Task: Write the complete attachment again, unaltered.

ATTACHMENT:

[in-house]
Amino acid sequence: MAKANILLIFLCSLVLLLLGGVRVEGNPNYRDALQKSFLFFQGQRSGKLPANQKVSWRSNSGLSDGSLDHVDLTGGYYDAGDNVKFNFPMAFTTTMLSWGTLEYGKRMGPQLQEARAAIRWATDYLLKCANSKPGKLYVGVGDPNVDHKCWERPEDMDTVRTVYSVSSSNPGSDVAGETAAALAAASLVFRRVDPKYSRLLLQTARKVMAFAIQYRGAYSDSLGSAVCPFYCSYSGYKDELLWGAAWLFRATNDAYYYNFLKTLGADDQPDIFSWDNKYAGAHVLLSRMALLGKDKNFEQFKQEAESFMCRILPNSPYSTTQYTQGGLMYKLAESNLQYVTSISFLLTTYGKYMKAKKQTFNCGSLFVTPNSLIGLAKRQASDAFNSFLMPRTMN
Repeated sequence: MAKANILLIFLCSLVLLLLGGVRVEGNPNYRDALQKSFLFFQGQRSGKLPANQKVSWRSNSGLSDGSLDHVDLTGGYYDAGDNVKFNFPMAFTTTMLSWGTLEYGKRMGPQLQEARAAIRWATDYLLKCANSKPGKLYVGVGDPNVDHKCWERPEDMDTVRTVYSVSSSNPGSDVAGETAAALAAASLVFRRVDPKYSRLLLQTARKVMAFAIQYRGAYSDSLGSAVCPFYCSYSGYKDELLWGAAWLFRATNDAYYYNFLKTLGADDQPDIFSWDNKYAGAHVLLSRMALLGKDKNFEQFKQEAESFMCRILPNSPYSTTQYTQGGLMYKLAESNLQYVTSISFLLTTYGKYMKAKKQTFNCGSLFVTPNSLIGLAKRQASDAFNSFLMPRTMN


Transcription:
[in-house]
Amino acid sequence: MAKANILLIFLCSLVLLLLGGVRVEGNPNYRDALQKSFLFFQGQRSGKLPANQKVSWRSNSGLSDGSLDHVDLTGGYYDAGDNVKFNFPMAFTTTMLSWGTLEYGKRMGPQLQEARAAIRWATDYLLKCANSKPGKLYVGVGDPNVDHKCWERPEDMDTVRTVYSVSSSNPGSDVAGETAAALAAASLVFRRVDPKYSRLLLQTARKVMAFAIQYRGAYSDSLGSAVCPFYCSYSGYKDELLWGAAWLFRATNDAYYYNFLKTLGADDQPDIFSWDNKYAGAHVLLSRMALLGKDKNFEQFKQEAESFMCRILPNSPYSTTQYTQGGLMYKLAESNLQYVTSISFLLTTYGKYMKAKKQTFNCGSLFVTPNSLIGLAKRQASDAFNSFLMPRTMN
Repeated sequence: MAKANILLIFLCSLVLLLLGGVRVEGNPNYRDALQKSFLFFQGQRSGKLPANQKVSWRSNSGLSDGSLDHVDLTGGYYDAGDNVKFNFPMAFTTTMLSWGTLEYGKRMGPQLQEARAAIRWATDYLLKCANSKPGKLYVGVGDPNVDHKCWERPEDMDTVRTVYSVSSSNPGSDVAGETAAALAAASLVFRRVDPKYSRLLLQTARKVMAFAIQYRGAYSDSLGSAVCPFYCSYSGYKDELLWGAAWLFRATNDAYYYNFLKTLGADDQPDIFSWDNKYAGAHVLLSRMALLGKDKNFEQFKQEAESFMCRILPNSPYSTTQYTQGGLMYKLAESNLQYVTSISFLLTTYGKYMKAKKQTFNCGSLFVTPNSLIGLAKRQASDAFNSFLMPRTMN